The news that forty Republican senators have announced their support for Paul Ryan's budget plan is not surprising. But, when you review what passes for the usual Republican boilerplate these days, what is surprising is how much the Republicans sound like Pap Finn.
Pap only puts in a quick appearance at the beginning of Twain's novel, where he goes on at some length about the tyranny of government:
They call that govment! A man can’t get his rights in a govment like this. Sometimes I’ve a mighty notion to just leave the country for good and all. Yes, and I told ‘em so; I told old Thatcher so to his face. Lots of ‘em heard me, and can tell what I said. Says I, for two cents I’d leave the blamed country and never come anear it agin. Them’s the very words. I says, look at my hat-if you call it a hat but the lid raises up and the rest of it goes down till it’s below my chin, and then it ain’t rightly a hat at all, but more like my head was shoved up through a jint o’ stove-pipe. Look at it, says I-such a hat for me to wear-one of the wealthiest men in this town, if I could git my rights.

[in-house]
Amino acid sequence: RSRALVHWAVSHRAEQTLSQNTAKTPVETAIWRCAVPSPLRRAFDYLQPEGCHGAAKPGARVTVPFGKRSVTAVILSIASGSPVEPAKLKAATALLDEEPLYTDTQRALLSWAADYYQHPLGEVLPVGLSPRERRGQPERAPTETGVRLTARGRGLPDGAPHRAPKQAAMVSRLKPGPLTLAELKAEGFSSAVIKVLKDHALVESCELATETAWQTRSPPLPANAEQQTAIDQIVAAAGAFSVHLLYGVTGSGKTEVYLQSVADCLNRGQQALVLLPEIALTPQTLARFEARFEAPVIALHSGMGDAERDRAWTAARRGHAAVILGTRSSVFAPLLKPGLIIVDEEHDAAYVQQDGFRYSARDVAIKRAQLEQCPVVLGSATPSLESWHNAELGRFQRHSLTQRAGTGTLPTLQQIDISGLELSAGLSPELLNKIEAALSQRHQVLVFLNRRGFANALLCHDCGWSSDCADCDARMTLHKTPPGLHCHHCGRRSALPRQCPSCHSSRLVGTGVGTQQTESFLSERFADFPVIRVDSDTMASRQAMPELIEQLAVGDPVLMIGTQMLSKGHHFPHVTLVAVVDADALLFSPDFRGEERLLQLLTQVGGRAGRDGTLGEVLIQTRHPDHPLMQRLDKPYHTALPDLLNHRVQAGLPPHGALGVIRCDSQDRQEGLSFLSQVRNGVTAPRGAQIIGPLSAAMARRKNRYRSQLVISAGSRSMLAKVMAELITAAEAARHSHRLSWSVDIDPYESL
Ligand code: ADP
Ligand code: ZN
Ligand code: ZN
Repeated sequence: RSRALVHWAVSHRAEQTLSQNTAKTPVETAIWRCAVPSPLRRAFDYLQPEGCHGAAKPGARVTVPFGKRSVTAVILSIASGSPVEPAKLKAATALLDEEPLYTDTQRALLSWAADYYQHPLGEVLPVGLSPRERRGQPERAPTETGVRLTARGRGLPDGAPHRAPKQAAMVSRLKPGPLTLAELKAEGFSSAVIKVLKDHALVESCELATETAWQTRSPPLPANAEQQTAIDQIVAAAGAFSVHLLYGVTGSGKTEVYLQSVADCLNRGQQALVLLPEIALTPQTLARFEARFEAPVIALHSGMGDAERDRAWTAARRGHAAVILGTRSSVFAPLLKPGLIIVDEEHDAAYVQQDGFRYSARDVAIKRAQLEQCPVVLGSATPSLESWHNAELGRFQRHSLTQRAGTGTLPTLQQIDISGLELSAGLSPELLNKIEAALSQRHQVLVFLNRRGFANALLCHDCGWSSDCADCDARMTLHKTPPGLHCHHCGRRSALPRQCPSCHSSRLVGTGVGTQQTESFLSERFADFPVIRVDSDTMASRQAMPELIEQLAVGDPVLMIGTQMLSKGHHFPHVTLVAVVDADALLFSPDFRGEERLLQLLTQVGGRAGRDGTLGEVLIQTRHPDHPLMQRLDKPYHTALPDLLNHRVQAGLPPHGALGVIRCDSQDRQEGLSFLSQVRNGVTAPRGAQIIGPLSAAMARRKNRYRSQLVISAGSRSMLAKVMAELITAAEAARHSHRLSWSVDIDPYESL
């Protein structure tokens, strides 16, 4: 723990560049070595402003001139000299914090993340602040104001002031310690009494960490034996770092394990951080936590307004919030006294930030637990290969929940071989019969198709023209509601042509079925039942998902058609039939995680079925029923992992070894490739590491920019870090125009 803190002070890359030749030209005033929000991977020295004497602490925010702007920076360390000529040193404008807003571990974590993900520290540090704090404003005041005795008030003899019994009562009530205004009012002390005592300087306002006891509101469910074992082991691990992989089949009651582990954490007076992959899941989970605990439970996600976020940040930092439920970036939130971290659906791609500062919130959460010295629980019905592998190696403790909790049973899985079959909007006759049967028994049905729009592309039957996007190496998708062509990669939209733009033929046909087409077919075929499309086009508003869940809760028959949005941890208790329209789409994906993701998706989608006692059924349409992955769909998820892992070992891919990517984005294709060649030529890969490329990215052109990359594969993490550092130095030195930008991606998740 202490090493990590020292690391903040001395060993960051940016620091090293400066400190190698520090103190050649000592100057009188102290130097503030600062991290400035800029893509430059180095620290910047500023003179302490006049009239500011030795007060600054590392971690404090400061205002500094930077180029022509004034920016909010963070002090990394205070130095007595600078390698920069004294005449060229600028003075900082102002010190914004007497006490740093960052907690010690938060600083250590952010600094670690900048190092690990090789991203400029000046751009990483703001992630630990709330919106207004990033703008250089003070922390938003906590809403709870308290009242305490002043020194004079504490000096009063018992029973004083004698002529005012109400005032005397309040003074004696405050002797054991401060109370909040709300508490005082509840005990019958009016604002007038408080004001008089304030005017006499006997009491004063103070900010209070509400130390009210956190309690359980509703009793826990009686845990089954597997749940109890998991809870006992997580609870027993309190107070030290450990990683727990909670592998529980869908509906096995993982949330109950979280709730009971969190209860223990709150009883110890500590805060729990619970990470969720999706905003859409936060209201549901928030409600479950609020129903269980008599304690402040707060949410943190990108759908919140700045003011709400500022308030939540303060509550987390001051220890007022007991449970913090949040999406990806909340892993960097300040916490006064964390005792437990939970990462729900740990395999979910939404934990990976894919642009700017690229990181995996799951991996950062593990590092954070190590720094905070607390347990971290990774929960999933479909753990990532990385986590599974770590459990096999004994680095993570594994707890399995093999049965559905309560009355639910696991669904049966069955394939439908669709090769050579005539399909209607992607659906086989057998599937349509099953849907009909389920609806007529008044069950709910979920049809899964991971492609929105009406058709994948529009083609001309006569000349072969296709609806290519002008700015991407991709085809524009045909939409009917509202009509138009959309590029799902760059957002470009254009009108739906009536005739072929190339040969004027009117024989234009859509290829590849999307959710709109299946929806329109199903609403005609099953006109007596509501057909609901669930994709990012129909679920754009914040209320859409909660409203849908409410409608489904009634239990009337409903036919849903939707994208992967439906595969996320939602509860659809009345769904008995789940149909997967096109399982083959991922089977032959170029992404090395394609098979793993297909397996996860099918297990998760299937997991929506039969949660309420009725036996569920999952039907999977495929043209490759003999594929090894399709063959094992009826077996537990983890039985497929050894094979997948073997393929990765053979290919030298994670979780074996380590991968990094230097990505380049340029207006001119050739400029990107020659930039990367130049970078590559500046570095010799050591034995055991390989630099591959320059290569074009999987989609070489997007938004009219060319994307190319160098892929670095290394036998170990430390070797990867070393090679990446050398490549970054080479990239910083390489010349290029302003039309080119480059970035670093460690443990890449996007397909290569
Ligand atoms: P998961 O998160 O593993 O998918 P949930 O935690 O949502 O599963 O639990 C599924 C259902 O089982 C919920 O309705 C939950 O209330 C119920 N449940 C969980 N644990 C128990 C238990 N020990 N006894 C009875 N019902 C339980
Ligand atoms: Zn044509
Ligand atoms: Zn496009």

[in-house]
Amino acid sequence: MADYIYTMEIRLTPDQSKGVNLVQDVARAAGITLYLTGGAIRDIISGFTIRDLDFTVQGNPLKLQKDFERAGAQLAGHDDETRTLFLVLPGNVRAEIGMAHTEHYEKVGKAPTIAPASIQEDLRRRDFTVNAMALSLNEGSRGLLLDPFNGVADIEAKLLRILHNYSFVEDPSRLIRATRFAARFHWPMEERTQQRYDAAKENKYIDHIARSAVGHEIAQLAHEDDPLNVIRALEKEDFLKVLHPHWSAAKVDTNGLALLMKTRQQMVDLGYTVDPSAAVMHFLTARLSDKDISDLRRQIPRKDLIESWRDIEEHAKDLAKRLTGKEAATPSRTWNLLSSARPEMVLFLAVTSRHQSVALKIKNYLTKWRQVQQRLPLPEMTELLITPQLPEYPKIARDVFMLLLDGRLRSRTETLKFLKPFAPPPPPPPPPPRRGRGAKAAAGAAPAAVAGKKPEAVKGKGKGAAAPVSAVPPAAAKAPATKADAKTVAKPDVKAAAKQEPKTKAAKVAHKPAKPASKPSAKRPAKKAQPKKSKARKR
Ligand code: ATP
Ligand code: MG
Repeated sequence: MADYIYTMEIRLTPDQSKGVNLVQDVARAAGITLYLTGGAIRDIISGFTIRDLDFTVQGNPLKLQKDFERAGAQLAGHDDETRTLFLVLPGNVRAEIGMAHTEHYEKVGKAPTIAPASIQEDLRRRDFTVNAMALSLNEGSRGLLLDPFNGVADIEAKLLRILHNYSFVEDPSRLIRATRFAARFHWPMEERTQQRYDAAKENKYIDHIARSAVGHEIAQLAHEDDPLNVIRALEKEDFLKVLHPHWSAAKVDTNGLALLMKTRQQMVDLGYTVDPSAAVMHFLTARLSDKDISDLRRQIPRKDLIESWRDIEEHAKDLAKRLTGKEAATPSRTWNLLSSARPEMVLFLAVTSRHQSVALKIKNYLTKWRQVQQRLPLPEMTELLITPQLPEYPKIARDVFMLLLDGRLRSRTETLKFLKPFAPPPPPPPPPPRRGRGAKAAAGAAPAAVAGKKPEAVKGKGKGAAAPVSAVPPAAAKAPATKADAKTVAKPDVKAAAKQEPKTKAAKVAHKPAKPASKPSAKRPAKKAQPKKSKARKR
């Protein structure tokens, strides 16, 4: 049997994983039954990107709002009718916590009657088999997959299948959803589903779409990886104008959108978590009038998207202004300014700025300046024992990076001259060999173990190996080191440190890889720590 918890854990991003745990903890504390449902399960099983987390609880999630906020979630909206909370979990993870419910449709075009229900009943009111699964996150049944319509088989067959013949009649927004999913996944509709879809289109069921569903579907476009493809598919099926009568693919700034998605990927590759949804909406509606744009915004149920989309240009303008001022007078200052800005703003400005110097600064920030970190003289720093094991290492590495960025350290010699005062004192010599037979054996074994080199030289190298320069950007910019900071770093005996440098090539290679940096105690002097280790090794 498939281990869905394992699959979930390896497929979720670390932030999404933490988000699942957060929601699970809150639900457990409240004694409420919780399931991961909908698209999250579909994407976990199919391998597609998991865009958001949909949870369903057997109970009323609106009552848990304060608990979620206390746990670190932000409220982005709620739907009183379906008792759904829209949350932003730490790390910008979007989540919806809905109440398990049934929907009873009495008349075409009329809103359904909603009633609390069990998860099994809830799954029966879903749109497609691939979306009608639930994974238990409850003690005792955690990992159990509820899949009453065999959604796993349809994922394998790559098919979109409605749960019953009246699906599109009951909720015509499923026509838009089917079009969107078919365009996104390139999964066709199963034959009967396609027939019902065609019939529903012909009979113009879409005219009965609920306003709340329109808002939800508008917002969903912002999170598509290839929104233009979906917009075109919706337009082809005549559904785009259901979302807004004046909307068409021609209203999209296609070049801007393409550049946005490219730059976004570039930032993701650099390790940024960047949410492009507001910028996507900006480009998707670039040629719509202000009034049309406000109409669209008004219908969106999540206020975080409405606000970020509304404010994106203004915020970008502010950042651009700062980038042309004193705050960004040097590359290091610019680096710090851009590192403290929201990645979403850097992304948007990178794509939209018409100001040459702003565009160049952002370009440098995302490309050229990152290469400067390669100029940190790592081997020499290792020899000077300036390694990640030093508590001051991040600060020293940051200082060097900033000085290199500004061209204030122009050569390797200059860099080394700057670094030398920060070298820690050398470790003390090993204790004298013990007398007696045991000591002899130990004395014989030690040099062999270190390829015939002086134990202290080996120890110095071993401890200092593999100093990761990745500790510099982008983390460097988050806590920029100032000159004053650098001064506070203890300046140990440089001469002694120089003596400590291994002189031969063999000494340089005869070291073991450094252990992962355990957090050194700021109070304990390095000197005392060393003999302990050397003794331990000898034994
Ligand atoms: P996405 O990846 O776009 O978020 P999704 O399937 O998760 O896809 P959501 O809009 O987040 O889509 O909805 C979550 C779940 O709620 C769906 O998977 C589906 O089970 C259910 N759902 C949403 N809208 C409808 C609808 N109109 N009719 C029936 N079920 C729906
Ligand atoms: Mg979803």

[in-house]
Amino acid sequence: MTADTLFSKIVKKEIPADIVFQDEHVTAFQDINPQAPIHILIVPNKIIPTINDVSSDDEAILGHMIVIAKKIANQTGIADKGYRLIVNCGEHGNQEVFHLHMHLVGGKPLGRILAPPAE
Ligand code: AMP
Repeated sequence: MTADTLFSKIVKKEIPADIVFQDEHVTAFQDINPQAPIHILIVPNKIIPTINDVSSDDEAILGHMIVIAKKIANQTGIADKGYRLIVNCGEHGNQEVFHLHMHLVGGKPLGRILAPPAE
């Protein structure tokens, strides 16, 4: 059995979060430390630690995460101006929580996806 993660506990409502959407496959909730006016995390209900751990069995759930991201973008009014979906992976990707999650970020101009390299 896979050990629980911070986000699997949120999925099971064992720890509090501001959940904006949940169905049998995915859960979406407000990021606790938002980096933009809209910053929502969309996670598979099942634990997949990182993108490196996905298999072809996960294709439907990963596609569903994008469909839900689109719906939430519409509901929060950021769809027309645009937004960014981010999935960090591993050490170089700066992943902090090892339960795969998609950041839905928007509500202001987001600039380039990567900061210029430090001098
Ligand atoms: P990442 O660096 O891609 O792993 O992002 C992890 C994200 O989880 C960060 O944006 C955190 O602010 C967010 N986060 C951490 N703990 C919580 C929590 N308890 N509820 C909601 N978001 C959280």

The government, Pap fumes, is always standing between him and the money which is rightfully his. Never once does it occur to him that his circumstances are self inflicted. A recent chart, published in Talking Points Memo puts the deficit into perspective:
While they rail against the profligate Obama administration, the fact is that Republicans have been the chief architects of the problem. Like Pap, they go through occasional periods of remorse and pledge themselves to fiscal sobriety. But the conversion never lasts long.
Twain wrote that Huck Finn suffered from a "deformed conscience." His salvation lay in the fact that he was willing to rebel against the conventional wisdom of his time and place, even if it meant -- wrongly, of course -- that he would "go to hell." If Republicans (and Democrats) had the courage to rebel against the prevailing economic theology of the age, they just might find salvation.
This entry is cross posted at The Moderate Voice.